Native web apps without Electron

In the last few years, web technologies have evolved at a fast and steady pace, and developers have started to like web-based interface more and more.

Electron-based application look and feel like native applications, but behind the curtains there’s a custom version of Chromium, the open-source version of Google Chrome, rendering a web page.

Developers have started to build applications with Electron, thus being able to use familiar web technologies such as HTML5, CSS and JavaScript (or maybe TypeScript), as well as their trusted frameworks such as React (my personal favourite), Vue or Angular.

Using Electron to build user interfaces not only has the huge benefit of letting developers code with their favourite tools, but also makes it very easy to share the majority of the code when maintaining both a native app and a web app accessible through a web browser, and since Electron is cross-platform, it’s usually possible to just write code once, building for all major operating systems from a single codebase.

Fun fact: Visual Studio Code is actually an Electron application.
Ah yes, you can also run Visual Studio Code in your browser. Neat!

Unfortunately, there are also a few drawbacks. The main issue with Electron is that, being closely related to Google Chrome, it consumes quite a lot of RAM. Another issue is that each app release includes a copy of Electron, which again, is basically a custom version of Google Chrome, thus taking up quite a bit of disk space.

Some alternatives emerged, such as Tauri, which still lets developers write code with familiar web technologies, but bundling only what is necessary to render a user interface instead of an entire web browser, and relying on the low-level libraries that the operating system provides.

The idea

So, expanding on Tauri’s idea I was thinking… why bundling anything at all? Almost all computers already have a web browser installed, what’s the point of including it in every deployment? Wouldn’t it be possible to just develop our applications using web technologies, and then let the user’s web browser draw the interface, while still looking like a native application? If this was possible, we would be able to get all the benefits, while still mitigating the drawbacks.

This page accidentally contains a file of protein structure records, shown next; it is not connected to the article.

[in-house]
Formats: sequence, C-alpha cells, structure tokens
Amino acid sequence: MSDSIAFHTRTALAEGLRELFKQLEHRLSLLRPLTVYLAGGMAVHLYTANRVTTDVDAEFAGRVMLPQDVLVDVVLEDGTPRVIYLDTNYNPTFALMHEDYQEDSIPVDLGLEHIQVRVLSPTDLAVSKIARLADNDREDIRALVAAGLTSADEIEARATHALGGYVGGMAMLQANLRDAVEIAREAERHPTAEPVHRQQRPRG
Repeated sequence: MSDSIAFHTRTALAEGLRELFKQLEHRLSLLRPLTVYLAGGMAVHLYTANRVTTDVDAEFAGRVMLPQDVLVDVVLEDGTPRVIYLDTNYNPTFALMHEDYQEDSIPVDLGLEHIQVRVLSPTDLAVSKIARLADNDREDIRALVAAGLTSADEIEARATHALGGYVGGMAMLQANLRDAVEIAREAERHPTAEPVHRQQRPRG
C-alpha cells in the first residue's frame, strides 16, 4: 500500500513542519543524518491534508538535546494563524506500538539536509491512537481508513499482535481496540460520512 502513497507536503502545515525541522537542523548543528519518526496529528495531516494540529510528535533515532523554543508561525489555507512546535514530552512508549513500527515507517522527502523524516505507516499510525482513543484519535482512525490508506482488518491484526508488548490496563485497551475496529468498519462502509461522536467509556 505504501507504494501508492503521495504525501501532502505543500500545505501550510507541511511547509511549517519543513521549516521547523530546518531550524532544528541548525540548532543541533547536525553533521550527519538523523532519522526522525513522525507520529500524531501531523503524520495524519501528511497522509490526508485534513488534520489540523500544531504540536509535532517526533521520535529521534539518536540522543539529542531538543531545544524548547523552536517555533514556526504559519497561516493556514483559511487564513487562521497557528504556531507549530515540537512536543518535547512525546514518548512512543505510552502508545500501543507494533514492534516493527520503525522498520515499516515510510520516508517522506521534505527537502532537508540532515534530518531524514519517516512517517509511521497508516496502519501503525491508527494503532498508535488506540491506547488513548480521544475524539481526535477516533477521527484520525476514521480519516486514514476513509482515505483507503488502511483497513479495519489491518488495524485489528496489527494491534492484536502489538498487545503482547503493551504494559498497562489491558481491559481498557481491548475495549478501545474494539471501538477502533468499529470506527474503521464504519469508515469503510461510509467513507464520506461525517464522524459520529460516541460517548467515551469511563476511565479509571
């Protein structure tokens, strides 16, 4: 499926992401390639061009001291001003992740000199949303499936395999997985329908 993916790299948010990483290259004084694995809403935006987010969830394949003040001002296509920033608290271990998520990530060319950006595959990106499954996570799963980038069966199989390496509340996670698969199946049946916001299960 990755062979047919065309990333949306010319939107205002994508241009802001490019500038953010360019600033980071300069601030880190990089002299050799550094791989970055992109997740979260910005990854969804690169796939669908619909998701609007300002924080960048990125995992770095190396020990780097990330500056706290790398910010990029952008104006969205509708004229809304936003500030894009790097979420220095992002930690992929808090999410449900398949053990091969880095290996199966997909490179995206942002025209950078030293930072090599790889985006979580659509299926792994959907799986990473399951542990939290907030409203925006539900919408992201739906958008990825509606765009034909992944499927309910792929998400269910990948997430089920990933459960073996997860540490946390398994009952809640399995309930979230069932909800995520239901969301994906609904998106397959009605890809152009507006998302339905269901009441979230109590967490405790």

I am certainly not the first to have this idea, but I still want to explore it in this blog post. The end goal is to build a minimal “to do list” application using web technologies, which must look and feel like a native application, and should not include any layout engine or JavaScript interpreter.



So… let’s assume the user has a Chromium-based browser installed, such as Google Chrome, Microsoft Edge, Brave, Opera, Vivaldi, or Epic.

On modern Windows installations Microsoft Edge is pre-installed, so we can expect to always find at least one Chromium-based browser on this platform.

How can we open a web page in a Chromium-based browser such as Microsoft Edge, while making it appear like a native application?

msedge --new-window --app=

And what does it look like on Windows 10?

Microsoft Edge running in "app mode" on Windows 10.

Not too bad. This looks pretty much like a regular window from a native app.

Unfortunately this doesn’t fully work as expected. Running a Chromium-based browser like this will include all custom user settings and extensions, and this might interfere with our interface.

Fortunately, the solution is quite straightforward. Chromium-based browsers allow specifying a path to store settings separately from the main installation.

Let’s try running the following command from a Windows 10 command prompt: